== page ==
I also began working on an application to the Fulbright U.S. Student Program in the summer. This program – if I were accepted – would let me study at a school almost anywhere in the world. The program grant covers one year, but I will be able to build a case for financial aid and visa for continuing on should I desire.
The application for this is for the most part not too bad. However, the two essays that go along with it (Personal Statement & Statement of Purpose) were especially difficult. I had never written anything like them before and was ill-prepared to do so. The advisor at UK was incredibly helpful in this, and I believe that I ended up with a competitive application. Regardless, I spent a solid month and a half thinking about nothing else. This prepared me well to write the statements for grad school applications, but was a significant time sink.
The worst part about this application is that I won't know the result until March of this year, while the deadline was September of last year. The long waiting period is killer, and is a problem I am facing in other areas as well.
Graduate School Applications
This is where I made my biggest mistake of the year: I did not work on grad school applications on Thanksgiving break. I took the week off: I slept, I played video games, I wrote code. I did not apply to grad school. Because of this, I was ill-prepared to meet the popular 15 December deadline. I was more prepared to meet the 1 January deadline that others have, but between the insanity of finals week (15-20 Dec.) and Christmas, ended up being largely tardy with that as well. (Also, far fewer schools have the later deadline)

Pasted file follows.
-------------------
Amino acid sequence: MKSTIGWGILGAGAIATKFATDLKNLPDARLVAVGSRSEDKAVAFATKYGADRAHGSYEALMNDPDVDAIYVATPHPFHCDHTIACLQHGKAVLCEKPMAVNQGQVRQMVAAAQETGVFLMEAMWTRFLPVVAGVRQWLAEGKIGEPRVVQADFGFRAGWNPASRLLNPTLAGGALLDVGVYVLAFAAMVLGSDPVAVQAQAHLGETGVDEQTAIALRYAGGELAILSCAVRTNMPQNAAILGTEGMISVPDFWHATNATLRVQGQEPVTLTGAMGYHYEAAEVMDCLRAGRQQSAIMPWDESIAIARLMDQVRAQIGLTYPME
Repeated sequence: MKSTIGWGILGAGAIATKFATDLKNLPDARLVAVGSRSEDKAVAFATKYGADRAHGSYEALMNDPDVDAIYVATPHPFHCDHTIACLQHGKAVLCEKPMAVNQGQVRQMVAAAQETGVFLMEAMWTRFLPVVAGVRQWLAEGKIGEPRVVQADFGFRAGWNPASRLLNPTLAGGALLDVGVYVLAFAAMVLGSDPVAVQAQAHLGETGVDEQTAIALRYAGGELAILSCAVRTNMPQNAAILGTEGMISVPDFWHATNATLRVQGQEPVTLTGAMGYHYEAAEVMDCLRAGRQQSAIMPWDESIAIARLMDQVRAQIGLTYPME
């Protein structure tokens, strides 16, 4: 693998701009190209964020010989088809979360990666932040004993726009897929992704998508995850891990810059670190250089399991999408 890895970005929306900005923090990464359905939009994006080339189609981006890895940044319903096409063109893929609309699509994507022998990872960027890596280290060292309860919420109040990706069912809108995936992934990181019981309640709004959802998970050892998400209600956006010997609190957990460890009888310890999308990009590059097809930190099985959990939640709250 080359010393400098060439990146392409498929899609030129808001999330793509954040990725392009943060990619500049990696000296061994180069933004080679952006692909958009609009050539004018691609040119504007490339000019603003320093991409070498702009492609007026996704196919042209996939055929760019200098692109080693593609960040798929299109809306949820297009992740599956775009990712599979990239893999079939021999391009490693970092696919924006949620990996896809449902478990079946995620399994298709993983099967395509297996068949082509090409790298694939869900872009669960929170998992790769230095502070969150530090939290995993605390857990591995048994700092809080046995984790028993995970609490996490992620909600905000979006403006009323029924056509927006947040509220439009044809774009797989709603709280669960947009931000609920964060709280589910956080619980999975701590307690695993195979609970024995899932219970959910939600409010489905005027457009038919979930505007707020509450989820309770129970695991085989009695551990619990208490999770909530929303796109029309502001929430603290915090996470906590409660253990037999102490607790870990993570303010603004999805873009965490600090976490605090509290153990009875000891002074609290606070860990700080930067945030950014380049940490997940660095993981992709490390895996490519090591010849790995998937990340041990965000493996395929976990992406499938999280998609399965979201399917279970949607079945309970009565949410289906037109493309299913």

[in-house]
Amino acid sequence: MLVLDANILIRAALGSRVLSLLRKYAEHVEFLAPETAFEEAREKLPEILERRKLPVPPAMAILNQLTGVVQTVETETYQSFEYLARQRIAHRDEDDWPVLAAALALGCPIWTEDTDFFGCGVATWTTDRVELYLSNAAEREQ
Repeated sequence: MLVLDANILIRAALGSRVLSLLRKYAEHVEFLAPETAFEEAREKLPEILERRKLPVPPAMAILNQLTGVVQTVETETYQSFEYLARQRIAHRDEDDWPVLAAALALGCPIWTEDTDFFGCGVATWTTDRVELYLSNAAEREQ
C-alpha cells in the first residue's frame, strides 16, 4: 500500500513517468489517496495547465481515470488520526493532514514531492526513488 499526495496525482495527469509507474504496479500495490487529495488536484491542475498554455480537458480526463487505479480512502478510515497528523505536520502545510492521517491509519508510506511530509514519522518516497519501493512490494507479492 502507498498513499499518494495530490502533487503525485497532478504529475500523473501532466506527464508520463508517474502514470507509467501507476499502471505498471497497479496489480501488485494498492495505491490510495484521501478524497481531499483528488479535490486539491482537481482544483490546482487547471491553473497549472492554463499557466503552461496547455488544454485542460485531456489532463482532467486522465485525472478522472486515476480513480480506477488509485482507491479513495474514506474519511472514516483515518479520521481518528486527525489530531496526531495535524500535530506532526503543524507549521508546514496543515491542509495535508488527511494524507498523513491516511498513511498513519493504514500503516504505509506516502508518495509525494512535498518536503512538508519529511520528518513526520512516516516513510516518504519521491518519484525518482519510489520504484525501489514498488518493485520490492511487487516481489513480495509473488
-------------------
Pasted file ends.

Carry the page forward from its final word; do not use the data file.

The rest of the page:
I learned in 2012/2013 not to wait so long. I made a point of doing internship applications in '13 on Thanksgiving break so as to not miss deadlines. I learned the lesson, and then in arrogance forgot it. I applied to four schools: MIT, Texas A&M, UFlorida and UKansas. I have already been accepted into UKansas (0.0), but we'll see what happens.